where denotes complex convolution.

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(4-14)

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Inverse Laplace Transformation:


The operation of obtaining f(t) from the Laplace transform F(s) is called the inverse Laplace
transformation. The inverse Laplace transform of F(s) is expressed as follows
f(t) = L 1F(s ) =

1 c + j
F(s )est ds ,

c
j
2j

(4-15)

where c is a real constant that is greater than the real parts of all the singularities of F(s).
Equation (4-15) represents a line integral that is to be evaluated in the s-plane. However, for
most engineering purposes the inverse Laplace transform operation can be done simply by
referring to the Laplace transform table, such as the one given in Table 4-1. Before using Table
4-1, one may need to do partial-fraction expansion first, then, use the equations in table 4-1.
Partial-fraction expansion when all the poles(*) of the transfer function are simple and real:
Example 4-3: Find the partial-fraction expansion of the following transfer function, and its
inverse Laplace.
G (s ) =

s+3
(s + 1)(s + 2)

Solution:
G (s ) =

s+3
A
B
=
+
(s + 1)(s + 2) s + 1 s + 2

where,
A = (s + 1)G (s ) s = 1 =

s+3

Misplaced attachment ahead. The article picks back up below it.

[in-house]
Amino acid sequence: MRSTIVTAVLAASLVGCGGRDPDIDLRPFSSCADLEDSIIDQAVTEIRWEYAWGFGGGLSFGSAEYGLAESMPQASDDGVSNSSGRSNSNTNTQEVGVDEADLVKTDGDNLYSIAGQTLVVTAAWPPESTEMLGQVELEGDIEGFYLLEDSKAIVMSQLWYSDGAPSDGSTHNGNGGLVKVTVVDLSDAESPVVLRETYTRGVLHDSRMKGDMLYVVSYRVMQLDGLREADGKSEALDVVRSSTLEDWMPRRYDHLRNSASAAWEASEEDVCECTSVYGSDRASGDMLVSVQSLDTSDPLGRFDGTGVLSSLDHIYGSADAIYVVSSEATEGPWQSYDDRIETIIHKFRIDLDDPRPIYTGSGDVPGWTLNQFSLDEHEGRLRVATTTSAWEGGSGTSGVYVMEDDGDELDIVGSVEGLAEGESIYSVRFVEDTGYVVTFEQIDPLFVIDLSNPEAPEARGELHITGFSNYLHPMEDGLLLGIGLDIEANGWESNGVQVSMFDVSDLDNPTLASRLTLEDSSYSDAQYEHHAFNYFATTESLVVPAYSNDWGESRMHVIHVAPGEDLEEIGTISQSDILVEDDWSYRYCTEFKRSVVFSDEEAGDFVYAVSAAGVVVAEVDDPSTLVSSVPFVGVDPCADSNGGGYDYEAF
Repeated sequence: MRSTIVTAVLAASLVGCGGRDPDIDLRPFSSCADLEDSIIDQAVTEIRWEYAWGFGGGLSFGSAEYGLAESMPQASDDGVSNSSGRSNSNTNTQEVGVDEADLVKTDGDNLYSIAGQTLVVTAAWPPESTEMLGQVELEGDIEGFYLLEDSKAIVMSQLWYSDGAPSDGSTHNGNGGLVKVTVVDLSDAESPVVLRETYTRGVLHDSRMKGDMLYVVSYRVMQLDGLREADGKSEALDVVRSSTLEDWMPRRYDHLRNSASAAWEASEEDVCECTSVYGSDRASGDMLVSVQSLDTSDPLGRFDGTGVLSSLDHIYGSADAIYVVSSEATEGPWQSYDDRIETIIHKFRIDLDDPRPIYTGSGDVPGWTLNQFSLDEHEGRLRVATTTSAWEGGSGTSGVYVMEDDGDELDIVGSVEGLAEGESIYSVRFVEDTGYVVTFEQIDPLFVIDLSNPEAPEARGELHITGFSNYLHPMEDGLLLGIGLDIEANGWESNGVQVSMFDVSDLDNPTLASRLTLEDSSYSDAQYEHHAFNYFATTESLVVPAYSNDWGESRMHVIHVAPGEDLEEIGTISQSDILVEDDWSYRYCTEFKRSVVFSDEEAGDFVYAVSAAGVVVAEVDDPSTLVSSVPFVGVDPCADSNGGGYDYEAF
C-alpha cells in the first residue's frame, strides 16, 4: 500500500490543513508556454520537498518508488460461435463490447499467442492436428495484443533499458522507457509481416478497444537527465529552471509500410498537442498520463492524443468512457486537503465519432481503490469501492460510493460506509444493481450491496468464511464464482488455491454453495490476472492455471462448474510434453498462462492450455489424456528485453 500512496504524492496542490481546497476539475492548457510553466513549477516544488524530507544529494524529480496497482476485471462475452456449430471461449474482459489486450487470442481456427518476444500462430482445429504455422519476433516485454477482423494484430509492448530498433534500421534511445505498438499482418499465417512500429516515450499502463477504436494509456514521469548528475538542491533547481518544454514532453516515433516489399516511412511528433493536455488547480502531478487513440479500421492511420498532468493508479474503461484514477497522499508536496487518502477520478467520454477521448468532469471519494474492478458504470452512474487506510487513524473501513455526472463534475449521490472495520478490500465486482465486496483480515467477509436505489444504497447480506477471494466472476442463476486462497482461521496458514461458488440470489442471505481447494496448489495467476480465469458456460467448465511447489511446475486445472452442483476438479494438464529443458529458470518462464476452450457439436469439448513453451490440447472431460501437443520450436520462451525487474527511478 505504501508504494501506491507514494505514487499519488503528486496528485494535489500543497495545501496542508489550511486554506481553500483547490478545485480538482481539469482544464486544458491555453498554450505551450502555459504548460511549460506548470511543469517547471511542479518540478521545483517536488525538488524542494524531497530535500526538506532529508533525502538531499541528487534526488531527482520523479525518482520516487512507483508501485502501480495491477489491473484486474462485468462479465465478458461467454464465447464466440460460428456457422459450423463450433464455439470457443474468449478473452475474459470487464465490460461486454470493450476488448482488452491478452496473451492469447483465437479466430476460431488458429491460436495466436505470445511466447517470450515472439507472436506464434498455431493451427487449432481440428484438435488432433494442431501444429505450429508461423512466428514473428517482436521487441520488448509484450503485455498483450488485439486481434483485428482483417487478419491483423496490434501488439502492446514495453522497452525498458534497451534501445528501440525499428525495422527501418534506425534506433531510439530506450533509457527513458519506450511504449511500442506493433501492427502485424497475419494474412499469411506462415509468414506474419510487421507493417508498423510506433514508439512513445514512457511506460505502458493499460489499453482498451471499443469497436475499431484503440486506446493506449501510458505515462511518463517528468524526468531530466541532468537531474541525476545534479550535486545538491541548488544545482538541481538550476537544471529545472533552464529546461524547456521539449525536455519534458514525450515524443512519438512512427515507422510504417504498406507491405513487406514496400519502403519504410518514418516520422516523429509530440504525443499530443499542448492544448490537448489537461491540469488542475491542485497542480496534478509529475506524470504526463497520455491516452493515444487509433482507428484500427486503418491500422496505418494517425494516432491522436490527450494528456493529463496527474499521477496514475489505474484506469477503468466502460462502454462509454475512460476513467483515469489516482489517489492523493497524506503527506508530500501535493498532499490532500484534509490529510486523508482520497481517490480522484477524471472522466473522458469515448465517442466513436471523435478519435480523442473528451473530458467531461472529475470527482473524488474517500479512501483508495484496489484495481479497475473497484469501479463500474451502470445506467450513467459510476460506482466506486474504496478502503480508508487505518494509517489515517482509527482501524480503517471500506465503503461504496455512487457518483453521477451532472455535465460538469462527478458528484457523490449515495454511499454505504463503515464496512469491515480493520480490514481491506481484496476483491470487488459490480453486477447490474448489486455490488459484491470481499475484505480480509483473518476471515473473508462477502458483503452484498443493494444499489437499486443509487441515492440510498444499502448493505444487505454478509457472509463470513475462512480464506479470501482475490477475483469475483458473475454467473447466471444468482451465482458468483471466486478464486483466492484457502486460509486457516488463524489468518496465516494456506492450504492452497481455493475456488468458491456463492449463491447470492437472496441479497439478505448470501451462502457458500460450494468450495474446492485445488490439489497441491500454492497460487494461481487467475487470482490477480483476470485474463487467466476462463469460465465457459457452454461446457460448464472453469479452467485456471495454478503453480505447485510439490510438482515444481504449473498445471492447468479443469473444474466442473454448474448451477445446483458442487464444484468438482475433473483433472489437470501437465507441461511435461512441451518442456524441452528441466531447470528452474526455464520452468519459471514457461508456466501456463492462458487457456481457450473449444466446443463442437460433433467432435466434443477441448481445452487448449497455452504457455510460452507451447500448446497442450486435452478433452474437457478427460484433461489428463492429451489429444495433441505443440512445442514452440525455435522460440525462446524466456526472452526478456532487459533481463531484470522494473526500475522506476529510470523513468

1+ 3
=
=2
s + 2 s = 1 1 + 2

and
B = (s + 2)G (s ) s = 2 =

s+3
2+3
=
= 1
s + 1 s = 2 2 + 1

Therefore,

G (s ) =

1
s+3
2
=
+
(s + 1)(s + 2 ) s + 1 s + 2

The inverse Laplace transform of the given transfer function can be obtained by using
some equation in Table 4-1, namely,
1
2
1 2
1 1
t
2t
+
g(t ) = L 1
+L
= 2e 1e
=L
s +1
s+ 2
s +1 s + 2

t0

Note (*): A pole is a value of s that makes a function, such a G(s), infinite, by making the denominator of the
function to zero.

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Partial-fraction expansion when some poles of the transfer function are of multiple order:
Example 4-4: Find the partial-fraction expansion of the following transfer function, and its
inverse Laplace.
G (s ) =

1
s (s + 1)
2

Solution:
G (s ) =

1
A A
B
= 1 + 22 +
s (s + 1) s
s
s +1
2

where,

A 2 = s 2G (s )
A1 =

s=0

d 2
s G (s )
ds

1
=
=1
s + 1 s = 0
s=0

1
d 1
=
= 1

ds s + 1 s = 0 (s + 1)2 s = 0

and
B = (s + 1)G (s ) s = 1 =

1
s2

=1
s = 1

Therefore,
G (s ) =

1
1 1
1
=
+ 2+
s (s + 1) s s
s +1
2

The inverse Laplace of the given transfer function can be obtained by using equations in
Table 4-1, namely,
1
1 1
1 1
1 1
1 1
t
+ 2+
g(t ) = L 1
= 1 + t + e
=L +L 2 +L
s +1
s +1
s s
s
s

t0

Example 4-5: Find the partial-fraction expansion of the following transfer function, and its
inverse Laplace.
G (s ) =

s(s + 1) (s + 2)
3

Solution:
G (s ) =

s(s + 1) (s + 2 )
3

A1
A2
A3
B
C
+
+
+
+
2
3
s + 1 (s + 1) (s + 1) s + 2 s

where

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A 3 = (s + 1) G (s )
3

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1
=
= 1

s = 1
s(s + 2 ) s = 1

A2 =

d
(s + 1)3 G(s )
ds

A1 =

1 d2
(s + 1)3 G(s )
2
2! ds

s = 1

(2s + 2)
d 1
= 2
=0

ds s(s + 2 ) s = 1 s (s + 2)2 s = 1

s = 1

1 d2 1
1 d 2(s + 1)
=

2
2! ds s(s + 2) s = 1 2 ds s 2 (s + 2)2 s = 1